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Basketball Hall of Fame announces 12 finalists
Question of the Day
Rodman was the flamboyant rebounder who won five NBA titles with Chicago and Detroit; Wilkes won four NBA titles with Golden State and the Lakers after starring at UCLA; and Winter was the architect of the triangle and triple-post offense.
“I am truly humbled, privileged and honored,” said Wilkes, who attended the announcement in Los Angeles, site of this weekend’s All-Star game.
“He’s really more excited for his children and to secure a legacy for them. They’re at an age where they’re starting to know who their dad was,” Prince said. “He’s taken aback a little bit because he’s not used to being isolated as an individual for what he’s done. He was the most unselfish teammate.”
“He was annoying,” Robinson said. “He just would be in your shorts all the time, always there with you. He was a very, very strong guy _ a little bit undersized at times, but he never let it stop him. He had relentless energy, and he had no fear.”
The other finalists are former NBA stars Maurice Cheeks, Chris Mullin and Ralph Sampson, five-time Olympian Teresa Edwards, Stanford women’s coach Tara VanDerveer, former NBA coach Dick Motta, Philadelphia University coach Herb Magee, college referee Hank Nichols, and Al Attles, the current vice president and assistant general manager of the Golden State Warriors.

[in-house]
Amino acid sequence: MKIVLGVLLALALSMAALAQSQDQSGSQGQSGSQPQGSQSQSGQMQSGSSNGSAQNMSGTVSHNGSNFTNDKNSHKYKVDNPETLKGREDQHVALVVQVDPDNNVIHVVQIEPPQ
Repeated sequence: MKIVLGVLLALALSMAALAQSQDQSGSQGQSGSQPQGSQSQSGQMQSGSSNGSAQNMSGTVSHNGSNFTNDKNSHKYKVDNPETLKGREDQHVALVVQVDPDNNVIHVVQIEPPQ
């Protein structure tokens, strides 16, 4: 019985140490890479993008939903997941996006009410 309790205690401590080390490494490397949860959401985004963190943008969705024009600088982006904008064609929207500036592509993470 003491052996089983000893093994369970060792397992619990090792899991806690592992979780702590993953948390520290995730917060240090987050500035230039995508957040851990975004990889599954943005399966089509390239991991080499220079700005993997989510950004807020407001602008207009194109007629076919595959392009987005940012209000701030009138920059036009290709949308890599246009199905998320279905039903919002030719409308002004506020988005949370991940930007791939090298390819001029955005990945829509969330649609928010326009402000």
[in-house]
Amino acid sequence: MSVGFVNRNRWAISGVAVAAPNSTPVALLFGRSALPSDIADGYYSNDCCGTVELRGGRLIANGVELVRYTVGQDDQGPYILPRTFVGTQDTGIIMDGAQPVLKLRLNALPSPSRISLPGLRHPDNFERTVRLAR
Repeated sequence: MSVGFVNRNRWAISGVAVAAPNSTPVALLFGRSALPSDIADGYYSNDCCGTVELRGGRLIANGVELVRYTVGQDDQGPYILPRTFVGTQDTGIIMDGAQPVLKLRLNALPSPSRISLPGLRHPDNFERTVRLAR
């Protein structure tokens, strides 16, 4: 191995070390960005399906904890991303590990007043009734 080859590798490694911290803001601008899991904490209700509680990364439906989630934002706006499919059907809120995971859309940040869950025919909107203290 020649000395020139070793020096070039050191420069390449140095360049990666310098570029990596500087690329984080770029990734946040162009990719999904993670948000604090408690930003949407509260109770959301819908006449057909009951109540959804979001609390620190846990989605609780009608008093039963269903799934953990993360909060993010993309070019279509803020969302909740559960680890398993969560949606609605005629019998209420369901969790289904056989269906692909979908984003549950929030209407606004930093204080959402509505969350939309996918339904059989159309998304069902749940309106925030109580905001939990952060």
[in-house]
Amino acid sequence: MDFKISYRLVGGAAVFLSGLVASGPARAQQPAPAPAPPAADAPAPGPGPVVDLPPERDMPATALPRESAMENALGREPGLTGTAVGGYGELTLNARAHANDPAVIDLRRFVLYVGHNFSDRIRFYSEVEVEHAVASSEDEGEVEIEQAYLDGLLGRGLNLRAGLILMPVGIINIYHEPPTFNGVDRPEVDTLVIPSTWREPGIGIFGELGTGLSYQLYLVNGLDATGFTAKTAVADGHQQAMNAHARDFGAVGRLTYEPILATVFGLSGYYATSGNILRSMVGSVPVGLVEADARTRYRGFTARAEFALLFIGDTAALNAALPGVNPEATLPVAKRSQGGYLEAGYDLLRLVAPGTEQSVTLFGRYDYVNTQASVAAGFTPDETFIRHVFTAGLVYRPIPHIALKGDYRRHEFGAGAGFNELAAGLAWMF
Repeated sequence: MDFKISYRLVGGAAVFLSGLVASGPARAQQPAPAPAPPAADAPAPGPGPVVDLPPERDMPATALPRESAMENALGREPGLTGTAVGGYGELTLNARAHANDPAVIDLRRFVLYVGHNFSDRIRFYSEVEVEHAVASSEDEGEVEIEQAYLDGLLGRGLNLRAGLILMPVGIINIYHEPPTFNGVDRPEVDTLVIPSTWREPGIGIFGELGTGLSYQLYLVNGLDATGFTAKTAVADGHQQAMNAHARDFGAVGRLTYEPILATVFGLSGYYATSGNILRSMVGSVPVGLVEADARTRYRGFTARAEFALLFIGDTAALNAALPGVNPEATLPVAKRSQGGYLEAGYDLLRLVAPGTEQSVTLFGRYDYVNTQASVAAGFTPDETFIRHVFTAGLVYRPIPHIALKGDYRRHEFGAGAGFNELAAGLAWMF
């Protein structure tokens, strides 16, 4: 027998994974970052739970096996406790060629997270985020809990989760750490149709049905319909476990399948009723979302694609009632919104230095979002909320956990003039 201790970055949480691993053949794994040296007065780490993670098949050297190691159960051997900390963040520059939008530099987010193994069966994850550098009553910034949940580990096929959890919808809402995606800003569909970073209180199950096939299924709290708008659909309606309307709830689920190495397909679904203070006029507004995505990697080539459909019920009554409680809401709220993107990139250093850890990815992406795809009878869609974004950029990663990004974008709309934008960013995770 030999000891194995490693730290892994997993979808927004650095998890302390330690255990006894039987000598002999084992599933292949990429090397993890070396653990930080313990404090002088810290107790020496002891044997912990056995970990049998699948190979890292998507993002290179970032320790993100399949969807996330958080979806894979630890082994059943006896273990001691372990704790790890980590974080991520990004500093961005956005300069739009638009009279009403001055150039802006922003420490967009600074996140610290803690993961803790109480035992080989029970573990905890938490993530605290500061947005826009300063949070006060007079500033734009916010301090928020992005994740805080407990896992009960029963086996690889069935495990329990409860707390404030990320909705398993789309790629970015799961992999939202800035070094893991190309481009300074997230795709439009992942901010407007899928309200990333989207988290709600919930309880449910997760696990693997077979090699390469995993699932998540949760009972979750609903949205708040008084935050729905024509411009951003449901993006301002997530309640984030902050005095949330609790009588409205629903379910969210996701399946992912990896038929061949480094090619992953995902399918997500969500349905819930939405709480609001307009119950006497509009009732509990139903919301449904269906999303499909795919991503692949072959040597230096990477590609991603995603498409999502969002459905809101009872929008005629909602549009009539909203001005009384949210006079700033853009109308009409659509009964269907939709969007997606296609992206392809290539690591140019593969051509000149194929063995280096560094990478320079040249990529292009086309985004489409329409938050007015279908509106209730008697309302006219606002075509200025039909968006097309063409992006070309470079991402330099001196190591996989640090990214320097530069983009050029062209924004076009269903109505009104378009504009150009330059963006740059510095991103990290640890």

To be inducted, finalists must receive at least 18 votes from a 24-member committee.
Those elected will be introduced April 3 at the men’s Final Four in Houston. The induction ceremony is at the hall in Springfield, Mass., from Aug. 11-13.
Jerry Colangelo, chairman of the Hall of Fame’s board, said four others will be elected directly into the hall representing four categories: African-American pioneers before the mid-50s, veterans, the defunct American Basketball League, and international.
Their names will be announced in Houston.
“There’s more opportunity for others to get in,” Colangelo said. “If we continue with this process for the next four, five years, you’re going to see another 16 to 20 people in the Hall of Fame that might not have been in, and I think that’s great.”
By Orrin G. Hatch
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